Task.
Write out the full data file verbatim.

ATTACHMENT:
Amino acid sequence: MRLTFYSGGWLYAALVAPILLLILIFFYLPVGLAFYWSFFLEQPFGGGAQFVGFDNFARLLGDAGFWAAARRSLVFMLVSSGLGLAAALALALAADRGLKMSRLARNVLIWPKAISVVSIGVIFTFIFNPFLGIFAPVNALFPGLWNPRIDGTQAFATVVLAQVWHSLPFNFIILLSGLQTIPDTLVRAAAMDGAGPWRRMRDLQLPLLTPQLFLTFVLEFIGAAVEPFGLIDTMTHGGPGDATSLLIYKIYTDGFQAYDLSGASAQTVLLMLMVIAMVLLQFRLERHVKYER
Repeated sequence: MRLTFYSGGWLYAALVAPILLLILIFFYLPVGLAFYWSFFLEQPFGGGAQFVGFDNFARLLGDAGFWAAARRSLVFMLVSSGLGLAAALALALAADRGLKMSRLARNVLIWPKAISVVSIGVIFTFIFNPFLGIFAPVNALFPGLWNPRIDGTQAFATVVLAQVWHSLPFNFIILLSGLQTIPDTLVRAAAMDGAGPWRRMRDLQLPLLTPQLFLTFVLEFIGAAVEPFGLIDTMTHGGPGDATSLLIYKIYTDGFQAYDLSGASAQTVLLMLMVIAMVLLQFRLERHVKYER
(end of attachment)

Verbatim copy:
Amino acid sequence: MRLTFYSGGWLYAALVAPILLLILIFFYLPVGLAFYWSFFLEQPFGGGAQFVGFDNFARLLGDAGFWAAARRSLVFMLVSSGLGLAAALALALAADRGLKMSRLARNVLIWPKAISVVSIGVIFTFIFNPFLGIFAPVNALFPGLWNPRIDGTQAFATVVLAQVWHSLPFNFIILLSGLQTIPDTLVRAAAMDGAGPWRRMRDLQLPLLTPQLFLTFVLEFIGAAVEPFGLIDTMTHGGPGDATSLLIYKIYTDGFQAYDLSGASAQTVLLMLMVIAMVLLQFRLERHVKYER
Repeated sequence: MRLTFYSGGWLYAALVAPILLLILIFFYLPVGLAFYWSFFLEQPFGGGAQFVGFDNFARLLGDAGFWAAARRSLVFMLVSSGLGLAAALALALAADRGLKMSRLARNVLIWPKAISVVSIGVIFTFIFNPFLGIFAPVNALFPGLWNPRIDGTQAFATVVLAQVWHSLPFNFIILLSGLQTIPDTLVRAAAMDGAGPWRRMRDLQLPLLTPQLFLTFVLEFIGAAVEPFGLIDTMTHGGPGDATSLLIYKIYTDGFQAYDLSGASAQTVLLMLMVIAMVLLQFRLERHVKYER